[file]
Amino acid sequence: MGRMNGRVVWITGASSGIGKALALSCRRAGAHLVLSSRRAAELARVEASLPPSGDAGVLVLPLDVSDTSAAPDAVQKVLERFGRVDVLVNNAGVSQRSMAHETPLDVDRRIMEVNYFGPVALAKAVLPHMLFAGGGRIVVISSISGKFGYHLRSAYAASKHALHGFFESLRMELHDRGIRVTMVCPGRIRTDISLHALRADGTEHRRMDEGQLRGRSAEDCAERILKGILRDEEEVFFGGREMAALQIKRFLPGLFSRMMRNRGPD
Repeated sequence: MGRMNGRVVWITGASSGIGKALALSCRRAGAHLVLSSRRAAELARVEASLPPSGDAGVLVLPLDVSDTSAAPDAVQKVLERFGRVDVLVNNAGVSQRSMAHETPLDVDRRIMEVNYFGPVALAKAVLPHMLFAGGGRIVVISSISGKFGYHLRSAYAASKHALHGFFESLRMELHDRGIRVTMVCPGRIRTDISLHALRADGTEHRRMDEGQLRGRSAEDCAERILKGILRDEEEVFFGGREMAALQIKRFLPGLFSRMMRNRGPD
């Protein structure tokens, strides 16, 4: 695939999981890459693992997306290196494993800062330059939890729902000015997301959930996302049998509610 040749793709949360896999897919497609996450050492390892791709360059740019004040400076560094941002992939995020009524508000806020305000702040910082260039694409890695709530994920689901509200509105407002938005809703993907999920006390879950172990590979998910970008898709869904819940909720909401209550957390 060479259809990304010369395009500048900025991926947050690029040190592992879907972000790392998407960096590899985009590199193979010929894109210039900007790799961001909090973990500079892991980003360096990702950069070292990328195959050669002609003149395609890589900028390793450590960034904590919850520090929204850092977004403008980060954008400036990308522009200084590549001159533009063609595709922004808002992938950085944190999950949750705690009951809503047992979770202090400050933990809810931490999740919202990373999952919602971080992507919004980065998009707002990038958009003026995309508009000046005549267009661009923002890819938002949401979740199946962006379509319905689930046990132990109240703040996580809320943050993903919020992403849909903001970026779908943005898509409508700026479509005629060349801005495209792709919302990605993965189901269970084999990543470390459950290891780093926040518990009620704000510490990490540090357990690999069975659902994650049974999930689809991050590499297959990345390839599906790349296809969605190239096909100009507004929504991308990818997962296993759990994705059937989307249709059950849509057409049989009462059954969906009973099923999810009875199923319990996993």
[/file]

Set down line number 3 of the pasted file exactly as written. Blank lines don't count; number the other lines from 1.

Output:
């Protein structure tokens, strides 16, 4: 695939999981890459693992997306290196494993800062330059939890729902000015997301959930996302049998509610 040749793709949360896999897919497609996450050492390892791709360059740019004040400076560094941002992939995020009524508000806020305000702040910082260039694409890695709530994920689901509200509105407002938005809703993907999920006390879950172990590979998910970008898709869904819940909720909401209550957390 060479259809990304010369395009500048900025991926947050690029040190592992879907972000790392998407960096590899985009590199193979010929894109210039900007790799961001909090973990500079892991980003360096990702950069070292990328195959050669002609003149395609890589900028390793450590960034904590919850520090929204850092977004403008980060954008400036990308522009200084590549001159533009063609595709922004808002992938950085944190999950949750705690009951809503047992979770202090400050933990809810931490999740919202990373999952919602971080992507919004980065998009707002990038958009003026995309508009000046005549267009661009923002890819938002949401979740199946962006379509319905689930046990132990109240703040996580809320943050993903919020992403849909903001970026779908943005898509409508700026479509005629060349801005495209792709919302990605993965189901269970084999990543470390459950290891780093926040518990009620704000510490990490540090357990690999069975659902994650049974999930689809991050590499297959990345390839599906790349296809969605190239096909100009507004929504991308990818997962296993759990994705059937989307249709059950849509057409049989009462059954969906009973099923999810009875199923319990996993």